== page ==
Home > Astronomy, Exoplanets, General Astronomy > UH Astronomer, Keck Observatory Confirm First Kepler K2 Exoplanet Discovery

UH Astronomer, Keck Observatory Confirm First Kepler K2 Exoplanet Discovery


Artist’s conception. Artwork courtesy CfA

Artist’s conception. Artwork courtesy CfA

Despite a malfunction that ended its primary mission in May 2013, NASA’s Kepler spacecraft has discovered a new super-Earth using data collected during its “second life,” known as the K2 mission.

University of Hawaii astronomer Christoph Baranec supplied confirming data with his Robo-AO instrument mounted on the Palomar 1.5-meter telescope, and former UH graduate student Brendan Bowler, now a Joint Center for Planetary Astronomy postdoctoral fellow at Caltech, provided additional confirming observations using the Keck II adaptive optics system on Maunakea.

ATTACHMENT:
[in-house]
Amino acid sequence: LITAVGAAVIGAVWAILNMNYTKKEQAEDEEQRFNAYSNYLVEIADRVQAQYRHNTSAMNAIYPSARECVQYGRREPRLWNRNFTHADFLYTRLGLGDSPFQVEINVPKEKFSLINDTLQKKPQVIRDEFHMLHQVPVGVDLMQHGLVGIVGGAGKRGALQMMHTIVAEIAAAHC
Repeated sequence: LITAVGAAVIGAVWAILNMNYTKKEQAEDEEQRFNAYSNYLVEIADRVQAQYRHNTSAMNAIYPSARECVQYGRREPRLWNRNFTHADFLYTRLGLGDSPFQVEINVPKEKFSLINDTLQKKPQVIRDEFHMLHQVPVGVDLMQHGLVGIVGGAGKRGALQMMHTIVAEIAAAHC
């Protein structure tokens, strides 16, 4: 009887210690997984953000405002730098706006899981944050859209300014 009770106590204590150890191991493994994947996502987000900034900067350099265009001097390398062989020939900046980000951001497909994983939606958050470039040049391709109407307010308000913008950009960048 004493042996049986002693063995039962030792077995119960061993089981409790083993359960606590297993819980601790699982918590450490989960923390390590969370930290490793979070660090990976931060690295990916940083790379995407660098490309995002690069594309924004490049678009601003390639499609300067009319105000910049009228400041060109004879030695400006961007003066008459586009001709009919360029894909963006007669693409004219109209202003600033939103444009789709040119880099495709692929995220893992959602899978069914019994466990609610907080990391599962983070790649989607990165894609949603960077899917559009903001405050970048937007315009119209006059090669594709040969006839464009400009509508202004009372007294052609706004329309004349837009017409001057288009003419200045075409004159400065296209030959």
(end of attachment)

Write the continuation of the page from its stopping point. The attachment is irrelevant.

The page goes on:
The Kepler spacecraft detects planets by looking for planets that transit, or cross in front of, their star as seen from the vantage of Earth. During the transit, the star’s light dims slightly. The smaller the planet, the weaker the dimming, so brightness measurements must be exquisitely precise. To enable that precision, the spacecraft must maintain a steady pointing.

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